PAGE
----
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Sad - but want to come off anti-depressants!

(5 Posts)
ftm42 Mon 14-Jan-13 12:50:58

Not sure where to post this, so might put it on 'employment' thread too!

I haven't been so depressed for a long time. However, I do have tangible reasons this time round, I suppose!

DH has been out of work for 18 months, my new business isn't making money [yet?!] and we have used up all our savings. We've borrowed v the house twice already and can't get any more loans that way. We have nothing else to liquidate apart from a flat in London, which is rented and is our only source of income for when we retire, as we don't have pensions [self-employment is great as long as you have income from it!] at all.

Trouble is, along with DH being very down at not being in work [he's top-level IT management and has never been out of work for >3 months before now], I'm not much help as I'm crying a lot and can't focus on getting the business going. It won't generate anything like what we need to keep us and the 3 boys [all still in FTE and at home].

The question, for this thread is - "do I stay on the anti-d's for a bit longer [given that I've been on them almost continuously for 8 years!], or try to wean myself off" so that I can 'feel the pain' properly [not meant to sound masochistic, just realistic!]?

MirandaWest Mon 14-Jan-13 12:55:58

Don't wean yourself off the ADs please. Coming off ADs needs to happen very slowly and at a time when you're in a good place so to speak. There is no point in you coming off them to crash and need them again. It is fine to be on ADs.

orangeflutie Mon 14-Jan-13 14:56:55

No definitely not if you're unhappy. You will feel worse if you come off them especially with the current circumstances. At the moment the ADs will be providing a 'cushion' if they're the right ones. It may be that the dose or type needs changing rather than you coming off, in which case you should have a chat with your doctor.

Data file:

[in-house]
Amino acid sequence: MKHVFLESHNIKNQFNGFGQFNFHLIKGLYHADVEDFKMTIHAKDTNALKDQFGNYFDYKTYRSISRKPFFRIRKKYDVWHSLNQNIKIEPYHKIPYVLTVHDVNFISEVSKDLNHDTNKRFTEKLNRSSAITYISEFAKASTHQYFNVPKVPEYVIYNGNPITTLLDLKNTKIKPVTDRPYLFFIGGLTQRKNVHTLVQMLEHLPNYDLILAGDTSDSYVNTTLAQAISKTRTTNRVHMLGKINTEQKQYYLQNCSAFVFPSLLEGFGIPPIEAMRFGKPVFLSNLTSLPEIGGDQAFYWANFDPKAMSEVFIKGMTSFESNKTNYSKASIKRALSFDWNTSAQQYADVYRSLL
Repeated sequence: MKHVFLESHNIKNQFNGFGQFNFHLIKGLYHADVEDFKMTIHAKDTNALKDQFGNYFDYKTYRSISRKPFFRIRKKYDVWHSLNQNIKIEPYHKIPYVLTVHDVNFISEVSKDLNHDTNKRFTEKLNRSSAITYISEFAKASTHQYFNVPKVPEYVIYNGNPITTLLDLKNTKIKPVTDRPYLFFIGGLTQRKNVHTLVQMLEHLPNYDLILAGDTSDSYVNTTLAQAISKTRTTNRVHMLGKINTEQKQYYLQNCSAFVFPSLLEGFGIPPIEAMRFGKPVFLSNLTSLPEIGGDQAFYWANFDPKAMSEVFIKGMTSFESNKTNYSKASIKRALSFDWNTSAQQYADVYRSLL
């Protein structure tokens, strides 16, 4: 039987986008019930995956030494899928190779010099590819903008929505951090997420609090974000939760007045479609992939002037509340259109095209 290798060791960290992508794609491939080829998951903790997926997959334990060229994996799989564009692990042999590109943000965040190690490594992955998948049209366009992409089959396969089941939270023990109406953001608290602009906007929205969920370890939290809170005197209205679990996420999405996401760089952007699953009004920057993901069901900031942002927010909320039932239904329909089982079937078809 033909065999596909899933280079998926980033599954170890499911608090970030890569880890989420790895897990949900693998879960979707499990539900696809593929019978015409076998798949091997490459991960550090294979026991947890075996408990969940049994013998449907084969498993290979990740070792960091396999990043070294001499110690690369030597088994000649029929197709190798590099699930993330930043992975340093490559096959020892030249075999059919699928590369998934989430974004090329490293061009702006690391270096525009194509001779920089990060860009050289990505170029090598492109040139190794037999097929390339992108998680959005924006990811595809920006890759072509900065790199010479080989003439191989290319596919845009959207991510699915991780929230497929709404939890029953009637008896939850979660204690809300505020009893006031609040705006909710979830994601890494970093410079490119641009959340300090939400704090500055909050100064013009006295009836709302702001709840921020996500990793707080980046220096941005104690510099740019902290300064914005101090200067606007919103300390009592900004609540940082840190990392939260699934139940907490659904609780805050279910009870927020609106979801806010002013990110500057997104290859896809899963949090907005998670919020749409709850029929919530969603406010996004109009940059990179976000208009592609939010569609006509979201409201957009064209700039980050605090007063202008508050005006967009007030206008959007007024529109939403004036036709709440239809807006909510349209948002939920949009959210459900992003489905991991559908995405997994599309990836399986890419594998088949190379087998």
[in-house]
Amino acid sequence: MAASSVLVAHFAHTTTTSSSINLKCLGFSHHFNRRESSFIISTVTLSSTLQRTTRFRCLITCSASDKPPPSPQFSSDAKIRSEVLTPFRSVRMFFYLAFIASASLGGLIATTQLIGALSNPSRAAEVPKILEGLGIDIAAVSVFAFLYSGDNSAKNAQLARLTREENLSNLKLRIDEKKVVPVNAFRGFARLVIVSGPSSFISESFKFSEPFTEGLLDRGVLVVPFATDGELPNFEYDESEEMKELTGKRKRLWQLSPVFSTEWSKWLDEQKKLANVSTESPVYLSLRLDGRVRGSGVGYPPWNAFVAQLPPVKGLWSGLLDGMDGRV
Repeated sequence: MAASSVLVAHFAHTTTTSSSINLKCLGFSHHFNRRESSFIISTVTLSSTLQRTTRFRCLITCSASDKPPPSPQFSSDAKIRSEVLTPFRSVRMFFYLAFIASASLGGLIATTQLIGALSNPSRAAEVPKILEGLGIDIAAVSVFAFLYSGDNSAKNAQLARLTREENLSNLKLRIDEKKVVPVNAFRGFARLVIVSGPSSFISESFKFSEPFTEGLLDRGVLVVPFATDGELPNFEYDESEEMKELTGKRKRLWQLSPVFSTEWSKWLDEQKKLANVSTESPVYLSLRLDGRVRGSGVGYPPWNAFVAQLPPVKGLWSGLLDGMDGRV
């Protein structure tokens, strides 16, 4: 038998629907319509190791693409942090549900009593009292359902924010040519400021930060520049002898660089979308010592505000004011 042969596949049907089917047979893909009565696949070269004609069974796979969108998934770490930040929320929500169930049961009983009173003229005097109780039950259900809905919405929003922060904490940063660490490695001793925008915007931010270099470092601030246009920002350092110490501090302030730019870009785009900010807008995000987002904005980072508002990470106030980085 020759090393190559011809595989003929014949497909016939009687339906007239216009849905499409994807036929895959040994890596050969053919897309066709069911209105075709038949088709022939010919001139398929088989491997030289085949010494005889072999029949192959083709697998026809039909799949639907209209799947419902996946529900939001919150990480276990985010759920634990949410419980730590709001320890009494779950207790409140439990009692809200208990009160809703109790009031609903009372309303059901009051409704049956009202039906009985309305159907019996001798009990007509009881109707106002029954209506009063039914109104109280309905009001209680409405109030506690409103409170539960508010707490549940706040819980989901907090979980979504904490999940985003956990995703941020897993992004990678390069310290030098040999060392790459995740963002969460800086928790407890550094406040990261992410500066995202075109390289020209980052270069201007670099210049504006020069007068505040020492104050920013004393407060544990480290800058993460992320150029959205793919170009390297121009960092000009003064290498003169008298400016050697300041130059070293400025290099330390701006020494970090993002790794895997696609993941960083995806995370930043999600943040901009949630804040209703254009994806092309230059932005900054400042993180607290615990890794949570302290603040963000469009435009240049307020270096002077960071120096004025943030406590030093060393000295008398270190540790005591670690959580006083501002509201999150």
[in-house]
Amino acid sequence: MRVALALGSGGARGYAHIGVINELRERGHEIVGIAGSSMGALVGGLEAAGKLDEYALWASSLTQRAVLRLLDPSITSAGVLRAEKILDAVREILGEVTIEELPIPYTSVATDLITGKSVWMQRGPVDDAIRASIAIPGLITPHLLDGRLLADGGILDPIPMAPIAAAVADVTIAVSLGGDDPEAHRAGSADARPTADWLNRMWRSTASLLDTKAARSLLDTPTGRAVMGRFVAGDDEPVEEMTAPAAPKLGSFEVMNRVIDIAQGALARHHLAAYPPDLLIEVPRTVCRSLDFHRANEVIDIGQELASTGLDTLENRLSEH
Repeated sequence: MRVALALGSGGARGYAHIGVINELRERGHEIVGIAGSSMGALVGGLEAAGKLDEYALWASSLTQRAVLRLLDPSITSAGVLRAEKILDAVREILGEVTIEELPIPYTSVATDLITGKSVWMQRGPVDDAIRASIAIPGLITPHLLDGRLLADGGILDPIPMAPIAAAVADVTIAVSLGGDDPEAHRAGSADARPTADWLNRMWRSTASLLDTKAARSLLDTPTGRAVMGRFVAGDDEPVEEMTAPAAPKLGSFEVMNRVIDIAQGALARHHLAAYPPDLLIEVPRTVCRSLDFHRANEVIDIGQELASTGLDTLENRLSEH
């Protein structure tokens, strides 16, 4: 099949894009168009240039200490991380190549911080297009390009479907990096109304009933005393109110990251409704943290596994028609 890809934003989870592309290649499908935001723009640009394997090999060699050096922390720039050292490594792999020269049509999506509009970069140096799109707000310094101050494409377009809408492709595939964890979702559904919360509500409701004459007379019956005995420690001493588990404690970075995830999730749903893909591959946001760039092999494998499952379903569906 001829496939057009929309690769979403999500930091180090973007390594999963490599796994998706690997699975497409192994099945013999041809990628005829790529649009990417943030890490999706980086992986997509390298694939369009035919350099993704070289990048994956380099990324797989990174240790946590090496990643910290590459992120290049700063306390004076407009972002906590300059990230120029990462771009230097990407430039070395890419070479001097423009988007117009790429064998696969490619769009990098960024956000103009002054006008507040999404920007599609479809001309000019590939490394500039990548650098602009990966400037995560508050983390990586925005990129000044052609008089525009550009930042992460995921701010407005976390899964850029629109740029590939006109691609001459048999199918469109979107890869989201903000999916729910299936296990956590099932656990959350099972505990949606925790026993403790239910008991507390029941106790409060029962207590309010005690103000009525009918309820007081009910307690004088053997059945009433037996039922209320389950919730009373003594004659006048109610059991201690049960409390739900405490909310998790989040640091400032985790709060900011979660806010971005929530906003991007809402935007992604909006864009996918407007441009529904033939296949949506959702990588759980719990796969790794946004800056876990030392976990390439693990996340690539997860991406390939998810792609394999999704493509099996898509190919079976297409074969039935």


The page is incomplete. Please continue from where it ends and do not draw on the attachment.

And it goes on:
cravingcake Mon 14-Jan-13 16:04:34

If you are crying a lot it sounds like you need to stay on the anti-depressants for a bit longer. I've been on anti-depressants on and off over the past 8 or 9 years.

The only thing that has successfully worked for me is hypnosis, which I did almost 2 years ago. I had 3 sessions and did it to stop biting my nails and also clear the last of the 'depression'. It really was an instant fix, I walked out of my second session feeling like a massive big cloud had lifted. I would highly recommend it. I did it privately and it was £60 a session but is honestly the best money I have ever spent.

You should speak to your GP and ask them about referring you for hypnosis therapy (some places you can get this through the NHS), or even at least counselling. Having a weekly session just to talk things through with someone who is not 'connected' to your life would probably help you also.

ftm42 Thu 11-Apr-13 15:03:42

Close friend advised me that after chemotherapy [I had cancer 8 years ago] it can affect you permanently, hence the depression [not convinced myself, you can't blame it all on chemo]. The tablets I'm on are low-dosage so won't do any harm long-term and it just helps to switch off the 'panic' switch!

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